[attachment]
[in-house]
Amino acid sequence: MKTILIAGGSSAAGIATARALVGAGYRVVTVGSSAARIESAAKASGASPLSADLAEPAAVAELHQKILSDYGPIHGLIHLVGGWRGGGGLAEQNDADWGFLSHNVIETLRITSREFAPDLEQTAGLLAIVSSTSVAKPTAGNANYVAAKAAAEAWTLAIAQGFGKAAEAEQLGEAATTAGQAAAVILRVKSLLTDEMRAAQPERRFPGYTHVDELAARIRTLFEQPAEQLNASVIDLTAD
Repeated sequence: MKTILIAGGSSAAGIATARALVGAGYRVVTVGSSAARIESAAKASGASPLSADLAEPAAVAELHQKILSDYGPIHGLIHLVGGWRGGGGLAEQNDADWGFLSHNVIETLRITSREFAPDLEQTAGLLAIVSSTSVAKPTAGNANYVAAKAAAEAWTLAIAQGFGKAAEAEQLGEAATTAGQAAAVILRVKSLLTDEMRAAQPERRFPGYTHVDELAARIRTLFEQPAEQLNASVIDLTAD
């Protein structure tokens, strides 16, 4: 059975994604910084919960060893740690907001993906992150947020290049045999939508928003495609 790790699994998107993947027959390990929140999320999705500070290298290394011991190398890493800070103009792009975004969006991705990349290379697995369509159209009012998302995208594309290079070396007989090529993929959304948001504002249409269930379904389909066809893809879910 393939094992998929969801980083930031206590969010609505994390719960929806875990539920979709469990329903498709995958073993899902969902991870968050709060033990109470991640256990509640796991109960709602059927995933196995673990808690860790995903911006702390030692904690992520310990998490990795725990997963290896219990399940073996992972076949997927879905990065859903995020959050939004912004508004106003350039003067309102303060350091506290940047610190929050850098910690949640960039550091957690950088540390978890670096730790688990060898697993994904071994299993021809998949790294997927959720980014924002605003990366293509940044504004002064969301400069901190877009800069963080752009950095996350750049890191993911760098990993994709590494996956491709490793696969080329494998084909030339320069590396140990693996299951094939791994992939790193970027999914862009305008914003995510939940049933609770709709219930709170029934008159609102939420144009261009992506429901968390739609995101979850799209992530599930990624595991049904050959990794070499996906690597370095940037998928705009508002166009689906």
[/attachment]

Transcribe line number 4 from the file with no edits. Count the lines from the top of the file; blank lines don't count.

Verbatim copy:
């Protein structure tokens, strides 16, 4: 059975994604910084919960060893740690907001993906992150947020290049045999939508928003495609 790790699994998107993947027959390990929140999320999705500070290298290394011991190398890493800070103009792009975004969006991705990349290379697995369509159209009012998302995208594309290079070396007989090529993929959304948001504002249409269930379904389909066809893809879910 393939094992998929969801980083930031206590969010609505994390719960929806875990539920979709469990329903498709995958073993899902969902991870968050709060033990109470991640256990509640796991109960709602059927995933196995673990808690860790995903911006702390030692904690992520310990998490990795725990997963290896219990399940073996992972076949997927879905990065859903995020959050939004912004508004106003350039003067309102303060350091506290940047610190929050850098910690949640960039550091957690950088540390978890670096730790688990060898697993994904071994299993021809998949790294997927959720980014924002605003990366293509940044504004002064969301400069901190877009800069963080752009950095996350750049890191993911760098990993994709590494996956491709490793696969080329494998084909030339320069590396140990693996299951094939791994992939790193970027999914862009305008914003995510939940049933609770709709219930709170029934008159609102939420144009261009992506429901968390739609995101979850799209992530599930990624595991049904050959990794070499996906690597370095940037998928705009508002166009689906």